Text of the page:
Michelle Duggar and her husband Jim Bob are expecting their 20th child, the couple revealed exclusively to TODAY.
“We are so excited,” Michelle Duggar told TODAY Moms before the broadcast. Now three and a half months pregnant, the mom of 19 says she was actually surprised to discover that she’s expecting again at 45. “I was not thinking that God would give us another one, and we are just so grateful.”
In all seriousness, though, the newest Duggar always prompts debates across the feminist blogosphere about the appropriateness of criticizing women who choose to have large families. And certainly it’s generally accepted that it’s antifeminist to tell a mother how (or in what volume) she should parent. And it’s certainly a woman’s choice to be (or not be) a stay-at-home mom, have babies, have tons of babies, and/or measure her proudest accomplishment on the success of her family. (No snark intended there–God knows the world would benefit from a well-rounded and educated next generation.)
But concentrating on that aspect of the large-family discussion misses one essential element of the Duggar superfamily debate: the patriarchal, fundamentalist Christian dogma that influences women like Michelle Duggar to carry 20 pregnancies, particularly in light of #19, which was traumatic (verging on fatal) for both mother and micro-preemie baby.
It’s not that the subject of biblical patriarchy never comes up. When the “personhood amendment” came up–and, gloriously, went down–in Mississippi, it was a clear sign from fundamentalists that a potential life was more valuable than the walking incubator that carried it. But put that same mentality in the context of an actual family, and a mother willing to “lay down her life” for her next baby, we back off, afraid to be perceived as judging the Duggars and questioning their choices.
And I absolutely agree that judging the Duggars for choosing a large family is wrong–particularly Michelle Duggar, who as the “helpmeet” part of the marriage would have no power to stop reproducing even if she wanted to. But it’s not wrong to examine that choice in the context of a religious movement that espouses that same fetal primacy that we feel comfortable criticizing anywhere else.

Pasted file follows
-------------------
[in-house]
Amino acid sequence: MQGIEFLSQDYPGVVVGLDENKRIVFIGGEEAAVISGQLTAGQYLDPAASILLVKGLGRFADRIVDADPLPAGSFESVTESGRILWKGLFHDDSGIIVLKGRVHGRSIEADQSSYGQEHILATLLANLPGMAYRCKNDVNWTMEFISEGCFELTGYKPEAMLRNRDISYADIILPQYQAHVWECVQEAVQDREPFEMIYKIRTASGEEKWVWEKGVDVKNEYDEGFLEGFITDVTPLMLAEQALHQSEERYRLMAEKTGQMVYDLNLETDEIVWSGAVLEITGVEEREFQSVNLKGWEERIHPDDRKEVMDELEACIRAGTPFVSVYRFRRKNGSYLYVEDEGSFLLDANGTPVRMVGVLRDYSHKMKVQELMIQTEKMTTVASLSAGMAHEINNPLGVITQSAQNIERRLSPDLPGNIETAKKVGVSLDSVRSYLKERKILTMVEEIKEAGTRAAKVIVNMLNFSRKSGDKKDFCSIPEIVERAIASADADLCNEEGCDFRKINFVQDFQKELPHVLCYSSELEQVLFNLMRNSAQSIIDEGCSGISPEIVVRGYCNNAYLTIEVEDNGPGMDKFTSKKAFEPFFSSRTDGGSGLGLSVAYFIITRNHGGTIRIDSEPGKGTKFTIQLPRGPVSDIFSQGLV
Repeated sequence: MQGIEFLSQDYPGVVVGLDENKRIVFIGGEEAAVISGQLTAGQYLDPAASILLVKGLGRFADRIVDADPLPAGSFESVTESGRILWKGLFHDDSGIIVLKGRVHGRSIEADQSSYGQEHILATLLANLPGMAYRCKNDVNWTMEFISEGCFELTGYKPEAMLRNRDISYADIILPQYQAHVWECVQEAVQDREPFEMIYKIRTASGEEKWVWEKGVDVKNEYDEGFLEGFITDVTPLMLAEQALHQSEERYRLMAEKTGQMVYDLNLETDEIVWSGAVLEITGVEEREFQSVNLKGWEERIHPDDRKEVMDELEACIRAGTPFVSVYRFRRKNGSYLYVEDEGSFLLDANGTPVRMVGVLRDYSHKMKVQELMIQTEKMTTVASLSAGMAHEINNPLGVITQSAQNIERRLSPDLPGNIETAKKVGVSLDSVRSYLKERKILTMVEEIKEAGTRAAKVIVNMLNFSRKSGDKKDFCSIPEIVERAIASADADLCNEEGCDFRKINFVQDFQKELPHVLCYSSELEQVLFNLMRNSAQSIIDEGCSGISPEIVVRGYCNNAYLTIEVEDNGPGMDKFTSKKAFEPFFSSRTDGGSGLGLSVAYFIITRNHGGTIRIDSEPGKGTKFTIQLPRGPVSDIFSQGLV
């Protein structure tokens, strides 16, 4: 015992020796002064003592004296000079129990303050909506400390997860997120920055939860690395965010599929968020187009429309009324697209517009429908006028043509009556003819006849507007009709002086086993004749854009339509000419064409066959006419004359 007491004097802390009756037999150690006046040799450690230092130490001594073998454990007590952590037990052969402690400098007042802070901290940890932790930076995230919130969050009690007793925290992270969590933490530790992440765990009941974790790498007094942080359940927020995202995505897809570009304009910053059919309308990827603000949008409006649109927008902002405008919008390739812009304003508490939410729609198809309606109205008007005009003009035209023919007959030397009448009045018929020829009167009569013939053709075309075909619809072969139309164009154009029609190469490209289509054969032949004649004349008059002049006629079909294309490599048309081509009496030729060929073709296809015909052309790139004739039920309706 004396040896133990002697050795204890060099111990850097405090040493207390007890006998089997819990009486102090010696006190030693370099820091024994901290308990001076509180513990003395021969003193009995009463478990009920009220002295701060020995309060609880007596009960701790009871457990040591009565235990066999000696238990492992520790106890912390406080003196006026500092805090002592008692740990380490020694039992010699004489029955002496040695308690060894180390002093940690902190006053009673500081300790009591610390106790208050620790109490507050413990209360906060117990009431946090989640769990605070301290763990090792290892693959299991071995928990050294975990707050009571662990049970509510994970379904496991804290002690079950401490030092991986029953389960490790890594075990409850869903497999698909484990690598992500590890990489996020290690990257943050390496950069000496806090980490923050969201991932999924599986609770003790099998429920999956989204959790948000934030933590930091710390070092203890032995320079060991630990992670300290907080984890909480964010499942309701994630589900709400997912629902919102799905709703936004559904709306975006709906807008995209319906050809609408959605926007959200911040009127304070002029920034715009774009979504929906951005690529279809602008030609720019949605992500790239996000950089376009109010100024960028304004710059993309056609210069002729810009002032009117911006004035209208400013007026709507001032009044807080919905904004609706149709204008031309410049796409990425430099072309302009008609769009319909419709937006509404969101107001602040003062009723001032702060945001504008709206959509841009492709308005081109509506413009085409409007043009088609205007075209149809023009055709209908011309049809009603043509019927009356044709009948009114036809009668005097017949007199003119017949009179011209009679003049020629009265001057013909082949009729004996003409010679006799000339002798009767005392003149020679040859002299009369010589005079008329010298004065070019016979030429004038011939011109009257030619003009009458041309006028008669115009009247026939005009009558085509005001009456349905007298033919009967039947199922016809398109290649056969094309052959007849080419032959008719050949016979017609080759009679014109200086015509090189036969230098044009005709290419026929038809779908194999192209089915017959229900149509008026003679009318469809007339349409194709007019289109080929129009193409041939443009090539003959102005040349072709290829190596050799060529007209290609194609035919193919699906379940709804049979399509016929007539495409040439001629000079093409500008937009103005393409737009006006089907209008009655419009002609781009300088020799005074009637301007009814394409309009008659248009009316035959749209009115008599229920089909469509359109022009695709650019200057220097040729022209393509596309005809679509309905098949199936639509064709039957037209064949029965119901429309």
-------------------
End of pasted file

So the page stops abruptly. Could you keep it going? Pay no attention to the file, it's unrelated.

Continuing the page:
So no, absolutely don’t judge the Duggar family. No “clown car” jokes. Don’t speculate on the amount of “spring” in Michelle’s uterus (seriously, ew). And don’t offer instructions on how not to get pregnant–believe it or not, they know.
But in our current political environment, where the belief that birth control is murder and the life of a woman is less important than that of a zygote is received with so much serious consideration that it’s appeared on not one but numerous ballots, we can’t ignore the fact that such beliefs are integral to movements like Quiverfull and biblical patriarchy. We can’t ignore the fact that the entire thing started with the uninformed belief that birth control pills cause miscarriage.
It’s hard to raise the topic without triggering a flood of judgmental comments about Michelle Duggar’s mental state or physical health. (Oddly, Jim Bob Duggar seldom receives as much targeted criticism.) Any discussion of biblical patriarchy vis a vis the ever-growing Duggar family has to be very carefully moderated to avoid that path. But we can’t avoid the subject entirely for fear of stumbling into the feminist minefield of parenthood and choice.
This isn’t about choice–it’s about not-choice. It’s about religious beliefs that take choice away from women and leave their lives and lifestyles up to God through the vagaries of the human reproductive system. It’s about a conservative movement that would never directly identify with movements like biblical patriarchy, yet tries to impose it on every woman in the U.S., willing or not, state by state or the whole country in one fell swoop. And while the mascot of that movement is the cuddly little cooing baby, the reality is a lot closer to a woman being airlifted to a hospital to save her life.